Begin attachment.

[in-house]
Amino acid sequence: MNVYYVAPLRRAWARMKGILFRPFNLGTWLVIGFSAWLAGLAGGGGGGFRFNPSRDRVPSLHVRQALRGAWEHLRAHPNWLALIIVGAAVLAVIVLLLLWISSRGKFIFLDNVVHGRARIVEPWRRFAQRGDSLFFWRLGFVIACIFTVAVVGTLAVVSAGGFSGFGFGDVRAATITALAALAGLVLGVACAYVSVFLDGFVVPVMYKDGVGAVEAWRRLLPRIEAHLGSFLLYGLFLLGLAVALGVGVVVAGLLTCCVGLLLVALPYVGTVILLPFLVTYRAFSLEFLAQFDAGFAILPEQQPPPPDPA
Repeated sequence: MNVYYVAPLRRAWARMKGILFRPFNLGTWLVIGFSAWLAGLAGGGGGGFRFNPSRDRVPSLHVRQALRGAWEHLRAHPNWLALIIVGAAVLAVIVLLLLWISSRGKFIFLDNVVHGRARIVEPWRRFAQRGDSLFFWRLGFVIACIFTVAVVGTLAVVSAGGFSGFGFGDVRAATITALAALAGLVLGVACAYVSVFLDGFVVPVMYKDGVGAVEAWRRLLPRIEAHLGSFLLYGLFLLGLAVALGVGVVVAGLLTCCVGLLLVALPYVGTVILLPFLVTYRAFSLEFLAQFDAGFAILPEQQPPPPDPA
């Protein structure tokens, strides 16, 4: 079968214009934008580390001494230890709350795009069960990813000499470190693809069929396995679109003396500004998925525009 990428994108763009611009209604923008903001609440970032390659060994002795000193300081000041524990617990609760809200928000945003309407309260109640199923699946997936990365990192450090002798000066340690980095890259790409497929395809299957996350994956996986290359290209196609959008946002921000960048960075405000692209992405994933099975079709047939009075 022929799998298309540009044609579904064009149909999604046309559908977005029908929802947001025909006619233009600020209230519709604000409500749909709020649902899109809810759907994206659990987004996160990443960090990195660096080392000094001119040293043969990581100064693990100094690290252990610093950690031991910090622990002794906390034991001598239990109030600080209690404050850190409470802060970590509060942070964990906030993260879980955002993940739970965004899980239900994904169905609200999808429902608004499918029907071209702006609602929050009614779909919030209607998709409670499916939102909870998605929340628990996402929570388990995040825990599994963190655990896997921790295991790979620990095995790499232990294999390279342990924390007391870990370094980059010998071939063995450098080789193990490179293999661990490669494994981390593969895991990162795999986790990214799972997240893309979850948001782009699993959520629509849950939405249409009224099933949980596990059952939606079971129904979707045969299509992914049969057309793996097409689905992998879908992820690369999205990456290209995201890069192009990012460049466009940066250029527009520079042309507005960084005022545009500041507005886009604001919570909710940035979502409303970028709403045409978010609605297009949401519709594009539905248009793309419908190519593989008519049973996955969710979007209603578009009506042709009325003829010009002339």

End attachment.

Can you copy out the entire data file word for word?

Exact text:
[in-house]
Amino acid sequence: MNVYYVAPLRRAWARMKGILFRPFNLGTWLVIGFSAWLAGLAGGGGGGFRFNPSRDRVPSLHVRQALRGAWEHLRAHPNWLALIIVGAAVLAVIVLLLLWISSRGKFIFLDNVVHGRARIVEPWRRFAQRGDSLFFWRLGFVIACIFTVAVVGTLAVVSAGGFSGFGFGDVRAATITALAALAGLVLGVACAYVSVFLDGFVVPVMYKDGVGAVEAWRRLLPRIEAHLGSFLLYGLFLLGLAVALGVGVVVAGLLTCCVGLLLVALPYVGTVILLPFLVTYRAFSLEFLAQFDAGFAILPEQQPPPPDPA
Repeated sequence: MNVYYVAPLRRAWARMKGILFRPFNLGTWLVIGFSAWLAGLAGGGGGGFRFNPSRDRVPSLHVRQALRGAWEHLRAHPNWLALIIVGAAVLAVIVLLLLWISSRGKFIFLDNVVHGRARIVEPWRRFAQRGDSLFFWRLGFVIACIFTVAVVGTLAVVSAGGFSGFGFGDVRAATITALAALAGLVLGVACAYVSVFLDGFVVPVMYKDGVGAVEAWRRLLPRIEAHLGSFLLYGLFLLGLAVALGVGVVVAGLLTCCVGLLLVALPYVGTVILLPFLVTYRAFSLEFLAQFDAGFAILPEQQPPPPDPA
């Protein structure tokens, strides 16, 4: 079968214009934008580390001494230890709350795009069960990813000499470190693809069929396995679109003396500004998925525009 990428994108763009611009209604923008903001609440970032390659060994002795000193300081000041524990617990609760809200928000945003309407309260109640199923699946997936990365990192450090002798000066340690980095890259790409497929395809299957996350994956996986290359290209196609959008946002921000960048960075405000692209992405994933099975079709047939009075 022929799998298309540009044609579904064009149909999604046309559908977005029908929802947001025909006619233009600020209230519709604000409500749909709020649902899109809810759907994206659990987004996160990443960090990195660096080392000094001119040293043969990581100064693990100094690290252990610093950690031991910090622990002794906390034991001598239990109030600080209690404050850190409470802060970590509060942070964990906030993260879980955002993940739970965004899980239900994904169905609200999808429902608004499918029907071209702006609602929050009614779909919030209607998709409670499916939102909870998605929340628990996402929570388990995040825990599994963190655990896997921790295991790979620990095995790499232990294999390279342990924390007391870990370094980059010998071939063995450098080789193990490179293999661990490669494994981390593969895991990162795999986790990214799972997240893309979850948001782009699993959520629509849950939405249409009224099933949980596990059952939606079971129904979707045969299509992914049969057309793996097409689905992998879908992820690369999205990456290209995201890069192009990012460049466009940066250029527009520079042309507005960084005022545009500041507005886009604001919570909710940035979502409303970028709403045409978010609605297009949401519709594009539905248009793309419908190519593989008519049973996955969710979007209603578009009506042709009325003829010009002339």